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By Jennifer LaRue HugetTuesday, June 2, 2009
In a greenhouse in Beltsville, Steve Britz aims light-emitting diodes at rows of plants, hoping to coax more color out of the leaves.
Across the country, in a lab in Pomona, Calif., David Still painstakingly manipulates plants' genetic structure, altering the DNA of some, crossbreeding others, then microscopically analyzing their progeny.
Though their approaches and technologies are as far apart as their workplaces, the two have a common goal: to build a better head of lettuce. Specifically, Britz, a research plant physiologist with the USDA's Agricultural Research Service, and Still, a professor of horticulture and plant and soil science at California State Polytechnic University at Pomona, seek to create varieties of lettuce that contain more antioxidants. (Britz is scheduled to present his research today at a conference in Baltimore.)
Antioxidants are darlings of the nutrition world, valued for their purported health-promoting and disease-busting qualities. But even as Britz and Still toil away, neither is sure antioxidants are all they're cracked up to be. In fact, the two speak in nearly identical terms about how scientists still have only a limited understanding of these substaces and how they work.
To get an idea of where the research stands, let's drop the "anti" and start with "oxidants." The body's daily functions, such as breathing and metabolizing food, and its exposure to such environmental hazards as pollution, produce stray molecules known as free radicals, which can oxidize, or interact with oxygen molecules, and damage cells.
Antioxidants can engage the free radicals before they do harm. (In their book "The Science of Good Food," David Joachim and Andrew Schloss note that the same process takes place when we rub lemon juice on an apple slice to keep it from browning: The lemon juice is the antioxidant that interrupts the oxidative process.)
Each antioxidant, from the anthocyanins and caretenoids to isoflavones and lutein, is thought to protect against a certain kind of cell damage. Ascorbic acid, or Vitamin C, and lycopene, for example, are thought to reduce DNA damage, while flavonoids (found in most fruits and vegetables) are believed to reduce the production of free radicals in the first place, and phenolics (in tea, beans and cabbage) may slow heart disease.
These chemicals, often evidenced by the bright colors they impart, also help protect plants against the ravages of excess sunlight and other environmental stresses.
One of the great mysteries about antioxidants is whether they can work in isolation, as when they are taken in dietary supplements, or whether their efficacy depends on their interactions with one another and perhaps with other substances. Another is whether they can do harm: Recent research showing that vitamins C and E, taken as supplements, may reduce the health benefits of exercise has cast a pall on antioxidant supplements.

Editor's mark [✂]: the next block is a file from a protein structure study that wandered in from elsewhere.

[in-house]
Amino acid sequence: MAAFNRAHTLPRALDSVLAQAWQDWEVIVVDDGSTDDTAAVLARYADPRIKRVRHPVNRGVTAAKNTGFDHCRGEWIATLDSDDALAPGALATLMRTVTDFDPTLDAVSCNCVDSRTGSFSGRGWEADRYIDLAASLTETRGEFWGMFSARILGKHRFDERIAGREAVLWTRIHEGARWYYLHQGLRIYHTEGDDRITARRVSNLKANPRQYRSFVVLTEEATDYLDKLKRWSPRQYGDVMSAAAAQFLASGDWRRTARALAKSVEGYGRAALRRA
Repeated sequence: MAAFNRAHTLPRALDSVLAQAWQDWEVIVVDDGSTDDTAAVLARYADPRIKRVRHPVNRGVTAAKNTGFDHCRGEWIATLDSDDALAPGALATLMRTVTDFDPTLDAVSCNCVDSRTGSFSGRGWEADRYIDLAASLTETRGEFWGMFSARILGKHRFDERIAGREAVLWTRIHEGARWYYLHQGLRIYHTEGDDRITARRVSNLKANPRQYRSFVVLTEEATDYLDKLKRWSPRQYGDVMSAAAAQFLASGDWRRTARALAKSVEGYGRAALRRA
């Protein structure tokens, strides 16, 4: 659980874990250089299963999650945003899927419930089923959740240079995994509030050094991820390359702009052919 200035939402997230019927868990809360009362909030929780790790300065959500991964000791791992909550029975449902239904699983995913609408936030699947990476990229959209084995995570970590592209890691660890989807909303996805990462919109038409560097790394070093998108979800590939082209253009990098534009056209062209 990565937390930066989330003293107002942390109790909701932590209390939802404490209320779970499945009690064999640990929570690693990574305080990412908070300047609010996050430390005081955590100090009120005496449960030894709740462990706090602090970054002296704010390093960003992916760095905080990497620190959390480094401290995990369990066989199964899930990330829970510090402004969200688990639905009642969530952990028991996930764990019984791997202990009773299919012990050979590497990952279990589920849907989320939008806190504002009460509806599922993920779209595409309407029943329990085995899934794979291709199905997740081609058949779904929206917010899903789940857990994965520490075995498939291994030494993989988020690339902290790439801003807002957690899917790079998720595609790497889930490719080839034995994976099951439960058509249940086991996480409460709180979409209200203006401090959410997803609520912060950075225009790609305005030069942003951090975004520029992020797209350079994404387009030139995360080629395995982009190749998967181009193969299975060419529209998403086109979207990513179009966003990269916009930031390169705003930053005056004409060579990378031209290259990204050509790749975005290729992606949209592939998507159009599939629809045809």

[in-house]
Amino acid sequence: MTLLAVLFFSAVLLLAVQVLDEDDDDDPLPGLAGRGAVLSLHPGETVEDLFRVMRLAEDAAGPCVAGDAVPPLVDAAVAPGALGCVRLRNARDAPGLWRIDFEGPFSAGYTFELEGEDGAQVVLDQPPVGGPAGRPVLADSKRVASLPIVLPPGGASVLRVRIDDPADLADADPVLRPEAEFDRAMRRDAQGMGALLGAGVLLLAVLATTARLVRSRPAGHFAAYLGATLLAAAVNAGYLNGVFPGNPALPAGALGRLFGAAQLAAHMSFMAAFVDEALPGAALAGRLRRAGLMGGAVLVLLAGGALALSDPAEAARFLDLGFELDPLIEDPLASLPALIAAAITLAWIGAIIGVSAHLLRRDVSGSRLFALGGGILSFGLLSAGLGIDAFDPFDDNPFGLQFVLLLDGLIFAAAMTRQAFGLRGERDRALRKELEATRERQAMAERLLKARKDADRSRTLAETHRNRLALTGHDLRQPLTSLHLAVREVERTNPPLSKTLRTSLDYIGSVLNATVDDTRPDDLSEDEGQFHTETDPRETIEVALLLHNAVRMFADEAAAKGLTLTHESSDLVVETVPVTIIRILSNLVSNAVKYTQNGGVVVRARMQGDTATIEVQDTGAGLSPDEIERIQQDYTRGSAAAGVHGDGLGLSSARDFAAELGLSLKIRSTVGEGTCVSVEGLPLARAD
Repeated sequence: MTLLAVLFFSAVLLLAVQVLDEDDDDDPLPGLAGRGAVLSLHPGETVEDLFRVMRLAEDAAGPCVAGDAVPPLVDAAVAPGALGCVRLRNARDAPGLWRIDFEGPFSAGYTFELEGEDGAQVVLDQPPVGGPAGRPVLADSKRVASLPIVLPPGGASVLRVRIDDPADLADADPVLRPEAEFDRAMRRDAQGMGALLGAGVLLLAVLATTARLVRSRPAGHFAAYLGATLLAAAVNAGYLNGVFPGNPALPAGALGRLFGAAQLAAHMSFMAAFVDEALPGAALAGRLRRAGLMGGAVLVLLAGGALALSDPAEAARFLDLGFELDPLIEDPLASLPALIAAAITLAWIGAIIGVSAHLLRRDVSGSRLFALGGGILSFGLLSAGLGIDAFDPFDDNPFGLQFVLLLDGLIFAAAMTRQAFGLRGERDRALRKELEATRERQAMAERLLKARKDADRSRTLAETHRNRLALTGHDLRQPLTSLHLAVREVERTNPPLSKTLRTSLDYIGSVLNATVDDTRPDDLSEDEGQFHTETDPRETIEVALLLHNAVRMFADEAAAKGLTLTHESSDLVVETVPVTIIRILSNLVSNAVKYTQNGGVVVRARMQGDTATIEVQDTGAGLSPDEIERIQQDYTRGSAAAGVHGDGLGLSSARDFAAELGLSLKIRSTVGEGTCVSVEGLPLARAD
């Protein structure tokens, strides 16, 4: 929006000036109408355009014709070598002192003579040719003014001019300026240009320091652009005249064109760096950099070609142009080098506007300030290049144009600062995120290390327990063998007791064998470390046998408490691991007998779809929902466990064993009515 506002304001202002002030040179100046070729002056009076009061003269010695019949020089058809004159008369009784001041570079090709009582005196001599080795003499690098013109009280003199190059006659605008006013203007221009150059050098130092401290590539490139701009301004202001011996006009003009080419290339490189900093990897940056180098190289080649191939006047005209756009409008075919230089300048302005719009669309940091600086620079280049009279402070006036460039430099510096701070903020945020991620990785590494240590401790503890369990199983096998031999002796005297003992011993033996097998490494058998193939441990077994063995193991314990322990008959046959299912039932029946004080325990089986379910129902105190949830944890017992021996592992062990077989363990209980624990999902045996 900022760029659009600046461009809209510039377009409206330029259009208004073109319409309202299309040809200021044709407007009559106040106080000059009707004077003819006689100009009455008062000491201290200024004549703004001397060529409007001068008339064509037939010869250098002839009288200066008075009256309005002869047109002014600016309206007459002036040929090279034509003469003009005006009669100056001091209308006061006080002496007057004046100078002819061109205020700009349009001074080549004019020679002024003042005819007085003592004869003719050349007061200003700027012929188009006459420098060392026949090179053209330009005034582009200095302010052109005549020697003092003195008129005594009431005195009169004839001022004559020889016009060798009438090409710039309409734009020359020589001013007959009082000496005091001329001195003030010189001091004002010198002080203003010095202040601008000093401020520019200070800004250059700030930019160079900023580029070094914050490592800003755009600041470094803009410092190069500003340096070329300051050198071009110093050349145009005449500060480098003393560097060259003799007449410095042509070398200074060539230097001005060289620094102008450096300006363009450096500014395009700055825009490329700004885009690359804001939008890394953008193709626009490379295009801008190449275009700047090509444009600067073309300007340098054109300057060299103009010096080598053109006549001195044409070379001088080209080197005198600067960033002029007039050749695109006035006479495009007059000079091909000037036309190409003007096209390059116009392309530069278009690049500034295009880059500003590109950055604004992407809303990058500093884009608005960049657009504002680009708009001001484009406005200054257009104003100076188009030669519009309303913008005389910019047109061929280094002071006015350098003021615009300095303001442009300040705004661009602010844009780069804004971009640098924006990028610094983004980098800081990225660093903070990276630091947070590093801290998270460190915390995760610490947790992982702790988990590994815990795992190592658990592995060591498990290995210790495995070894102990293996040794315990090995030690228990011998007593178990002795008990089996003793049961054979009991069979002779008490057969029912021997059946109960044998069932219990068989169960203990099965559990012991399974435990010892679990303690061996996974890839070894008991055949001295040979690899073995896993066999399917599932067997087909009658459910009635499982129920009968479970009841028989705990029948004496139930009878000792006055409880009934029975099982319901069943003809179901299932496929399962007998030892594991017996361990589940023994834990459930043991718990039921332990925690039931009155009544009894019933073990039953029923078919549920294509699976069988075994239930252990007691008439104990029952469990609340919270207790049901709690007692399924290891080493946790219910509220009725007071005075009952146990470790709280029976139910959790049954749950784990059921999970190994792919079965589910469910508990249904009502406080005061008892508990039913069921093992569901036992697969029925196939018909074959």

And there's a third mystery: Is the disease-fighting capacity of fruits and vegetables directly attributable to antioxidants, or is it based on some other qualities or compounds in these foods?
Victoria Drake, a research associate at the Linus Pauling Institute at Oregon State University, put it this way in an e-mail: "Looking at the epidemiological data we have to date, we know . . . that diets rich in fruits and vegetables (antioxidant-rich foods) can reduce the risk of chronic diseases, such as cardiovascular diseases. But evidence that very high doses of individual micronutrients or phytochemicals can do the same is inconsistent and relatively weak. [As with food-based antioxidants], we would need well-controlled clinical trials to properly address the 'antioxidant hypothesis.' A healthy diet is key; supplements should be used only as 'nutritional insurance.' "
A study in the May 29 issue of the journal PLoS Genetics raises the intriguing question of whether our bodies might benefit from some exposure to free radicals.
Trey Ideker, who holds posts in the schools of medicine and engineering at the University of California at San Diego, has found in laboratory tests that some limited exposure to oxidants may equip cells to better withstand larger exposures. His work, if borne out in humans, could have all kinds of implications for our understanding of aging and disease.
Most of the evidence on which antioxidants' reputation is based comes from studies of isolated cells exposed to plant chemicals or from research on rats and mice. While much of the research is compelling, none of it shows how antioxidants actually affect human health.
And those human studies may never take place, Still said in a telephone interview. "The only way to prove [antioxidants' benefits] would be to provide [subjects] a diet devoid of antioxidants, which would be very difficult, as antioxidants are fairly abundant in the food supply, or to produce a mutation in mice that [left them without] the capacity to arrest free radicals."
In any case, Britz and Still both observe that while we have a hunch that antioxidants are good for us, in fact they're not clearly essential to our health.
"They're not like vitamins," Britz notes. "They're not necessary in that you don't get a deficiency response if you don't have them." (That message is slightly blurred by the fact that some antioxidants, such as Vitamin C, are indeed vitamins that play other key roles in our bodies.)
Yet Britz and Still continue their work with lettuce. Both believe that it might lead to development of plants whose high levels of antioxidants may help them grow better and withstand the degradations of shipping and storage. And, Britz says, altering green lettuce's colors by bumping up the antioxidants might make for a prettier plant.
"If the lettuce is more attractive," he mused, "people might eat more of it -- and less of things that are bad for them."
What can I do?